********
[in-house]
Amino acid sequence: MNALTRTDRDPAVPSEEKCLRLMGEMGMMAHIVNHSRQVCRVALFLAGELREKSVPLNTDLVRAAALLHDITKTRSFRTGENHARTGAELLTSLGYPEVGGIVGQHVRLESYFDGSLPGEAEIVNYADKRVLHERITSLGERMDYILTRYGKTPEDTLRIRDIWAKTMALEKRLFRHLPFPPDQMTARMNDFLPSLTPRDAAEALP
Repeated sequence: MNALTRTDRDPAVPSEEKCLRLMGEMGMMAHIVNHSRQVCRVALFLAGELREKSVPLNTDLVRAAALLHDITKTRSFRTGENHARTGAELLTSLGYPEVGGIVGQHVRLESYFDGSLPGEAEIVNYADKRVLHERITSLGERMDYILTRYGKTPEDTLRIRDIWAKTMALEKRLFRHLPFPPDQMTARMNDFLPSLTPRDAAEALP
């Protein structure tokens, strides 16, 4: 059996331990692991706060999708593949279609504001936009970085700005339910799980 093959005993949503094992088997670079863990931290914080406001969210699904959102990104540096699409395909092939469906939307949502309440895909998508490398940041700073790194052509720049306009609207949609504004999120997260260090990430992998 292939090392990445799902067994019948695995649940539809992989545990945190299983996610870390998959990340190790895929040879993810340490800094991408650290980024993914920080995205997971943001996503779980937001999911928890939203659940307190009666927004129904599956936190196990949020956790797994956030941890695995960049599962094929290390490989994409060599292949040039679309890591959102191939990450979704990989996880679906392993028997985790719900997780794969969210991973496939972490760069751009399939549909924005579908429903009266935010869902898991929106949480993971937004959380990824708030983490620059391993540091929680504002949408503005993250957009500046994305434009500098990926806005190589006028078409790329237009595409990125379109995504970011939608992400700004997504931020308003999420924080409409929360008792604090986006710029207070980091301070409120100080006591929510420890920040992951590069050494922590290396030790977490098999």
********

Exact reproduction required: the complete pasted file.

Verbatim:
[in-house]
Amino acid sequence: MNALTRTDRDPAVPSEEKCLRLMGEMGMMAHIVNHSRQVCRVALFLAGELREKSVPLNTDLVRAAALLHDITKTRSFRTGENHARTGAELLTSLGYPEVGGIVGQHVRLESYFDGSLPGEAEIVNYADKRVLHERITSLGERMDYILTRYGKTPEDTLRIRDIWAKTMALEKRLFRHLPFPPDQMTARMNDFLPSLTPRDAAEALP
Repeated sequence: MNALTRTDRDPAVPSEEKCLRLMGEMGMMAHIVNHSRQVCRVALFLAGELREKSVPLNTDLVRAAALLHDITKTRSFRTGENHARTGAELLTSLGYPEVGGIVGQHVRLESYFDGSLPGEAEIVNYADKRVLHERITSLGERMDYILTRYGKTPEDTLRIRDIWAKTMALEKRLFRHLPFPPDQMTARMNDFLPSLTPRDAAEALP
């Protein structure tokens, strides 16, 4: 059996331990692991706060999708593949279609504001936009970085700005339910799980 093959005993949503094992088997670079863990931290914080406001969210699904959102990104540096699409395909092939469906939307949502309440895909998508490398940041700073790194052509720049306009609207949609504004999120997260260090990430992998 292939090392990445799902067994019948695995649940539809992989545990945190299983996610870390998959990340190790895929040879993810340490800094991408650290980024993914920080995205997971943001996503779980937001999911928890939203659940307190009666927004129904599956936190196990949020956790797994956030941890695995960049599962094929290390490989994409060599292949040039679309890591959102191939990450979704990989996880679906392993028997985790719900997780794969969210991973496939972490760069751009399939549909924005579908429903009266935010869902898991929106949480993971937004959380990824708030983490620059391993540091929680504002949408503005993250957009500046994305434009500098990926806005190589006028078409790329237009595409990125379109995504970011939608992400700004997504931020308003999420924080409409929360008792604090986006710029207070980091301070409120100080006591929510420890920040992951590069050494922590290396030790977490098999």